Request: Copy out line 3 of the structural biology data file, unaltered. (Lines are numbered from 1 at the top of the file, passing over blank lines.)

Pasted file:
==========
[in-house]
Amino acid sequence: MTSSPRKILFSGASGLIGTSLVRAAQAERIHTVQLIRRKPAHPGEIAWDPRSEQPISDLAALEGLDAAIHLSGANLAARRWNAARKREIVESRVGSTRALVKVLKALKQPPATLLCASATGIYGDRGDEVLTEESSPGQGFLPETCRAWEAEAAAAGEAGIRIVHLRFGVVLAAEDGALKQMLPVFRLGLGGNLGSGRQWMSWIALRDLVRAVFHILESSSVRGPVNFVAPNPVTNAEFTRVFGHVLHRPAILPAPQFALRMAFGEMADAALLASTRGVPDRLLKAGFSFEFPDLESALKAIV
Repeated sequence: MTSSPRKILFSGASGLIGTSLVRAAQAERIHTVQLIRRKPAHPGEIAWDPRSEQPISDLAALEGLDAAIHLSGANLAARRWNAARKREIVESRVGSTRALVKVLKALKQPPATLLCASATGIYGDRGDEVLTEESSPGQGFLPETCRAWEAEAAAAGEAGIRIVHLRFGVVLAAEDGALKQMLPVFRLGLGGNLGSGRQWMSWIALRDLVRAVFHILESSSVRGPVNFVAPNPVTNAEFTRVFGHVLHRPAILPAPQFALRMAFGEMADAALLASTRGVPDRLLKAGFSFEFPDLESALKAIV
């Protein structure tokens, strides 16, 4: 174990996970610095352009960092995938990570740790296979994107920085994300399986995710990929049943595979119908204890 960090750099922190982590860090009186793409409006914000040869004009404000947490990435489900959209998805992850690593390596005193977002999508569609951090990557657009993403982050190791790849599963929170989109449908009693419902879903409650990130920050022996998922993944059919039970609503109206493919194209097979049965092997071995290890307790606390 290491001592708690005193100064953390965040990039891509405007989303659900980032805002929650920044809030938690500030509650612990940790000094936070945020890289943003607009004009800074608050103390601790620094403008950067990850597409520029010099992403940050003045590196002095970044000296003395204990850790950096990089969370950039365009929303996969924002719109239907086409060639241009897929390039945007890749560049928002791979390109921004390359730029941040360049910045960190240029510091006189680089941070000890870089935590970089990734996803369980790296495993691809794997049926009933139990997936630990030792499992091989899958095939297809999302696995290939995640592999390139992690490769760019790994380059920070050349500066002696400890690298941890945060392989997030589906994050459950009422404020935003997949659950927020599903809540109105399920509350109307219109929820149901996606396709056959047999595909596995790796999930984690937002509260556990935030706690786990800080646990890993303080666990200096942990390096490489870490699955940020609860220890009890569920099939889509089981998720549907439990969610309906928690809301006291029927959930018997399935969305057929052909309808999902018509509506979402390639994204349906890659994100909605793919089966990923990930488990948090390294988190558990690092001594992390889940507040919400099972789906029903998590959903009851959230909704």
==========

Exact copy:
Repeated sequence: MTSSPRKILFSGASGLIGTSLVRAAQAERIHTVQLIRRKPAHPGEIAWDPRSEQPISDLAALEGLDAAIHLSGANLAARRWNAARKREIVESRVGSTRALVKVLKALKQPPATLLCASATGIYGDRGDEVLTEESSPGQGFLPETCRAWEAEAAAAGEAGIRIVHLRFGVVLAAEDGALKQMLPVFRLGLGGNLGSGRQWMSWIALRDLVRAVFHILESSSVRGPVNFVAPNPVTNAEFTRVFGHVLHRPAILPAPQFALRMAFGEMADAALLASTRGVPDRLLKAGFSFEFPDLESALKAIV